Following on yesterday's theme of literary characters whose wisdom challenges us in our Faith, today I focus on Hedwig. J. K. Rowling never misses a chance to name her characters very carefully and the choice of Hedwig for Harry Potter's owl is no exception.
She is another one of those saints who is on the canon because of cultus confirmation, declared by one most likely to do so, John Paul II.
On her father's death, she became queen, moving her into the political realm, where she subjugated her own desires to the needs of her people. This cost her emotionally and eventually physically as she died in childbirth, but she did not cease to be kind. After death she is best known for miracles but in life for her charity to all, but especially the sick and poor, and for revising the laws to remove burdens from the poor.
Wisdom is knowing God and discerning His will whatever our lot in life; let us all take a look around and begin to dismantle the systematic burdens we as a society have created and placed on the backs of the poor and vulnerable, Saint Hedwig help us.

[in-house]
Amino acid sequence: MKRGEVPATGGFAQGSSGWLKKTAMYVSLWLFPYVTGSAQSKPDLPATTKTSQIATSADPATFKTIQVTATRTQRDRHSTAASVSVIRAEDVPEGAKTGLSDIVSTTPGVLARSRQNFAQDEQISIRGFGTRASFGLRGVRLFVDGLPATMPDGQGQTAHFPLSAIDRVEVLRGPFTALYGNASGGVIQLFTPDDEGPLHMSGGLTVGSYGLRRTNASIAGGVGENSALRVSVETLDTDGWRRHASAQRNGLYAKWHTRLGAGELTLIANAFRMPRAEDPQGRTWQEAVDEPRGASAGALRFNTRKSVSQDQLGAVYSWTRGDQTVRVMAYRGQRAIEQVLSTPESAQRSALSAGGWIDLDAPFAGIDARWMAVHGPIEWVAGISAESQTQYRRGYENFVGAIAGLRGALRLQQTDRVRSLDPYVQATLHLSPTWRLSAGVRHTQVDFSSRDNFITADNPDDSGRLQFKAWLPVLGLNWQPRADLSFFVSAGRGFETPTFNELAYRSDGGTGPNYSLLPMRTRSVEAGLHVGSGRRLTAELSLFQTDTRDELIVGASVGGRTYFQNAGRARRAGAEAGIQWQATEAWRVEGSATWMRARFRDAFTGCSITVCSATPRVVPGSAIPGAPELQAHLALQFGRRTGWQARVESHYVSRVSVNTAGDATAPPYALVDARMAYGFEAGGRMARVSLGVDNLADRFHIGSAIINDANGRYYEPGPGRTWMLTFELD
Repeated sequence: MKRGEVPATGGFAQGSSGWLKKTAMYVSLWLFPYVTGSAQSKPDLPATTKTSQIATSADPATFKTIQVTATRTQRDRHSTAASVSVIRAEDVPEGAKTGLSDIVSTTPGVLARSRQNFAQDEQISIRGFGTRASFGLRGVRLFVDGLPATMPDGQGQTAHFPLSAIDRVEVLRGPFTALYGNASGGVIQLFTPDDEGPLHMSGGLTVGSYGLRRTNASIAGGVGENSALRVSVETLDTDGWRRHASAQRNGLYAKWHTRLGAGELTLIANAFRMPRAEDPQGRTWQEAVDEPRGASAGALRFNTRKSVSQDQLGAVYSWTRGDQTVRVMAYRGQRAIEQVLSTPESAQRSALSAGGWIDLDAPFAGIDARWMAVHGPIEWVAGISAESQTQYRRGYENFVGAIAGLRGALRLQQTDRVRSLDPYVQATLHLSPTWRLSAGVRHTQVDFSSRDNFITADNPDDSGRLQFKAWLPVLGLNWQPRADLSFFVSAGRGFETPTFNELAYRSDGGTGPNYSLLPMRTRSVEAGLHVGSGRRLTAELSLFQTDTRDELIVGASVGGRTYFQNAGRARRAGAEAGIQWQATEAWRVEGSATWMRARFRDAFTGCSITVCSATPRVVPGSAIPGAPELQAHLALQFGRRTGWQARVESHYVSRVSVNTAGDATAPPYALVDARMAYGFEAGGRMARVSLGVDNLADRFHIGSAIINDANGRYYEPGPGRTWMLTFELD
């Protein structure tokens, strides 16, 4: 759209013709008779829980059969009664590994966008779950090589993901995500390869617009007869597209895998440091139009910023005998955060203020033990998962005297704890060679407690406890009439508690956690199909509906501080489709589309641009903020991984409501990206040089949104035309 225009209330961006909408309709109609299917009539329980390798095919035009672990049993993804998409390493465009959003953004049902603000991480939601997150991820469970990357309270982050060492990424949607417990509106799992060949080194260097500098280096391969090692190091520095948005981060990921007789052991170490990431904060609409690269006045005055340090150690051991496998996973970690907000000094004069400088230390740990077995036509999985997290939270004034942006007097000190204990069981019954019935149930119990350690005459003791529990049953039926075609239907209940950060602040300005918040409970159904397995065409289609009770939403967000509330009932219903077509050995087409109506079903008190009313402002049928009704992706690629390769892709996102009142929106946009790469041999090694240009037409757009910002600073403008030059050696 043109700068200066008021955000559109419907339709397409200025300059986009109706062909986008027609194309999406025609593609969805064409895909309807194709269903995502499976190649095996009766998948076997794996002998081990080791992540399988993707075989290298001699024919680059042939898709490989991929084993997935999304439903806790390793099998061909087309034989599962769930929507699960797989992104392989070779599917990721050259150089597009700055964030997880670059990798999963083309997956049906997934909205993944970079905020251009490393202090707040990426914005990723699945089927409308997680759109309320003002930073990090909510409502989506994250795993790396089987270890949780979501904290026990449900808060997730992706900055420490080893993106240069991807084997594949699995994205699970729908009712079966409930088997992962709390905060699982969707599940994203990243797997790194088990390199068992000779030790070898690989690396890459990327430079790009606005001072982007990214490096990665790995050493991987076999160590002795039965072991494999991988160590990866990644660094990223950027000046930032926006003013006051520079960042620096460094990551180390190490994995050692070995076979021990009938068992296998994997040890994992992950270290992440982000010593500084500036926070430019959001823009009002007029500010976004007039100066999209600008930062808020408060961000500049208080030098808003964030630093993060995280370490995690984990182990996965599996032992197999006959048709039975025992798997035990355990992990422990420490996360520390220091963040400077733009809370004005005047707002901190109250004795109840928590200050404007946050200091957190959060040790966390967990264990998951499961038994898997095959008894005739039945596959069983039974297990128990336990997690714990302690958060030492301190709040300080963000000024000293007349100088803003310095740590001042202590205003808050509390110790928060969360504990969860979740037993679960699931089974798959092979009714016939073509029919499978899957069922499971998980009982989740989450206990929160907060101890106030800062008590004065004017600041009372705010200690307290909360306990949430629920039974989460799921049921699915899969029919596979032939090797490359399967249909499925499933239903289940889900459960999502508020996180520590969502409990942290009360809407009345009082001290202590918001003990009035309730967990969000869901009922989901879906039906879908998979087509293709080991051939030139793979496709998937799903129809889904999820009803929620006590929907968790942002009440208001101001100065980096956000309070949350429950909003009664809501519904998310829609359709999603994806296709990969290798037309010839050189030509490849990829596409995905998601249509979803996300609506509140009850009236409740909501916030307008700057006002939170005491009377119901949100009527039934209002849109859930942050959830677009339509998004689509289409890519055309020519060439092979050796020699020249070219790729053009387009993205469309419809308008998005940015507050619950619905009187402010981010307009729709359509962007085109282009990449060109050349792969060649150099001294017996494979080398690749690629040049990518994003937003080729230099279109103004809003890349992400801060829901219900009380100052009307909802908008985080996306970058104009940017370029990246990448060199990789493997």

“Blessed are the poor in spirit, for theirs is the kingdom of heaven. Blessed are they who mourn, for they will be comforted. Blessed are the meek, for they will inherit the land. Blessed are they who hunger and thirst for righteousness, for they will be satisfied. Blessed are the merciful, for they will be shown mercy. Blessed are the clean of heart, for they will see God. Blessed are the peacemakers, for they will be called children of God. Blessed are they who are persecuted for the sake of righteousness, for theirs is the kingdom of heaven. Blessed are you when they insult you and persecute you and utter every kind of evil against you [falsely] because of me. Rejoice and be glad, for your reward will be great in heaven. Thus they persecuted the prophets who were before you.
“Do not think that I have come to abolish the law or the prophets. I have come not to abolish but to fulfill. Amen, I say to you, until heaven and earth pass away, not the smallest letter or the smallest part of a letter will pass from the law, until all things have taken place. Therefore, whoever breaks one of the least of these commandments and teaches others to do so will be called least in the kingdom of heaven. But whoever obeys and teaches these commandments will be called greatest in the kingdom of heaven.
-- Matthew 5:3-11, 17-19